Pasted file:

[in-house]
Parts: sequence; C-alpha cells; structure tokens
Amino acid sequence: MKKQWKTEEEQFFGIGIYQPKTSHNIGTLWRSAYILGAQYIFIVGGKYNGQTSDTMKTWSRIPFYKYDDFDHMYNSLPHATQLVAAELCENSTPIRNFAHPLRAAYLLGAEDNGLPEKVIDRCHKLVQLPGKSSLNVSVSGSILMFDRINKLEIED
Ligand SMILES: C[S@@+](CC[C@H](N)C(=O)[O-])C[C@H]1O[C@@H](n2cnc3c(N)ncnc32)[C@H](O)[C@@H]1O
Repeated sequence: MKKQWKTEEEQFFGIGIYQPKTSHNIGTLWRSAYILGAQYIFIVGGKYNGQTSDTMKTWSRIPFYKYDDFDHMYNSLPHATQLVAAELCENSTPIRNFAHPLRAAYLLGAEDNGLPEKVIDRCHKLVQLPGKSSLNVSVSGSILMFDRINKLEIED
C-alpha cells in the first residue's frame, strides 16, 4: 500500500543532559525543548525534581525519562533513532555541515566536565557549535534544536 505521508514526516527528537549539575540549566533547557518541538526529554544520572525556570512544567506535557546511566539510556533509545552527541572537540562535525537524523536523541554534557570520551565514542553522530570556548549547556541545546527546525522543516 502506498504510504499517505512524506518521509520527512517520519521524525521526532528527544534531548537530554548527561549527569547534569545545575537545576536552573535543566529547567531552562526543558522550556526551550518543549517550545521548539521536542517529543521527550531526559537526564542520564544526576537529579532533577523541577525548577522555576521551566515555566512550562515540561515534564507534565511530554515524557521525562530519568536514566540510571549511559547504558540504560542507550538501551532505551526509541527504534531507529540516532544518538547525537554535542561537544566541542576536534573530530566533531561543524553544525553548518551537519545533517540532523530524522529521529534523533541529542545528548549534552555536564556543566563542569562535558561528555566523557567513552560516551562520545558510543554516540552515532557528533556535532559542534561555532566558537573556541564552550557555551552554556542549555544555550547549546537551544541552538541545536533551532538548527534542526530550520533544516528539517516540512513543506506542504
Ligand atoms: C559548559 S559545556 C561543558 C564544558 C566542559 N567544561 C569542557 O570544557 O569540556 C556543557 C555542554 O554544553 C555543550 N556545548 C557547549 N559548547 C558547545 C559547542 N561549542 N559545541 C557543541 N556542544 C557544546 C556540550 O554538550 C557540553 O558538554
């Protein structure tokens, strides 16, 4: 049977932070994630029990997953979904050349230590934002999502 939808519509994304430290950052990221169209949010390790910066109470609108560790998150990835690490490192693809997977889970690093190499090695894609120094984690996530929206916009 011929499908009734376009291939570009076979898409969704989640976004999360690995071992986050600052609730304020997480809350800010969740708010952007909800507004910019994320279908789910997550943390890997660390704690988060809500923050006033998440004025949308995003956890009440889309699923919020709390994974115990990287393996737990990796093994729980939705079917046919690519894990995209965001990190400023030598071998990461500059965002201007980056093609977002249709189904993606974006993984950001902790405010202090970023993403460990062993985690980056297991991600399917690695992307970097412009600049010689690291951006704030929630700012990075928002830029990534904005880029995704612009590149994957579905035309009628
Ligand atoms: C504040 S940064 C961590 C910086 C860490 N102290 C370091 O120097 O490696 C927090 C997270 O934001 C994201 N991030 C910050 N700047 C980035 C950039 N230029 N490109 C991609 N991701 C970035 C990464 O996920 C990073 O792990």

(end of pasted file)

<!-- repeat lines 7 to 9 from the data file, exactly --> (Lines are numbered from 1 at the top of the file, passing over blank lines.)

Ligand atoms: C559548559 S559545556 C561543558 C564544558 C566542559 N567544561 C569542557 O570544557 O569540556 C556543557 C555542554 O554544553 C555543550 N556545548 C557547549 N559548547 C558547545 C559547542 N561549542 N559545541 C557543541 N556542544 C557544546 C556540550 O554538550 C557540553 O558538554
């Protein structure tokens, strides 16, 4: 049977932070994630029990997953979904050349230590934002999502 939808519509994304430290950052990221169209949010390790910066109470609108560790998150990835690490490192693809997977889970690093190499090695894609120094984690996530929206916009 011929499908009734376009291939570009076979898409969704989640976004999360690995071992986050600052609730304020997480809350800010969740708010952007909800507004910019994320279908789910997550943390890997660390704690988060809500923050006033998440004025949308995003956890009440889309699923919020709390994974115990990287393996737990990796093994729980939705079917046919690519894990995209965001990190400023030598071998990461500059965002201007980056093609977002249709189904993606974006993984950001902790405010202090970023993403460990062993985690980056297991991600399917690695992307970097412009600049010689690291951006704030929630700012990075928002830029990534904005880029995704612009590149994957579905035309009628
Ligand atoms: C504040 S940064 C961590 C910086 C860490 N102290 C370091 O120097 O490696 C927090 C997270 O934001 C994201 N991030 C910050 N700047 C980035 C950039 N230029 N490109 C991609 N991701 C970035 C990464 O996920 C990073 O792990």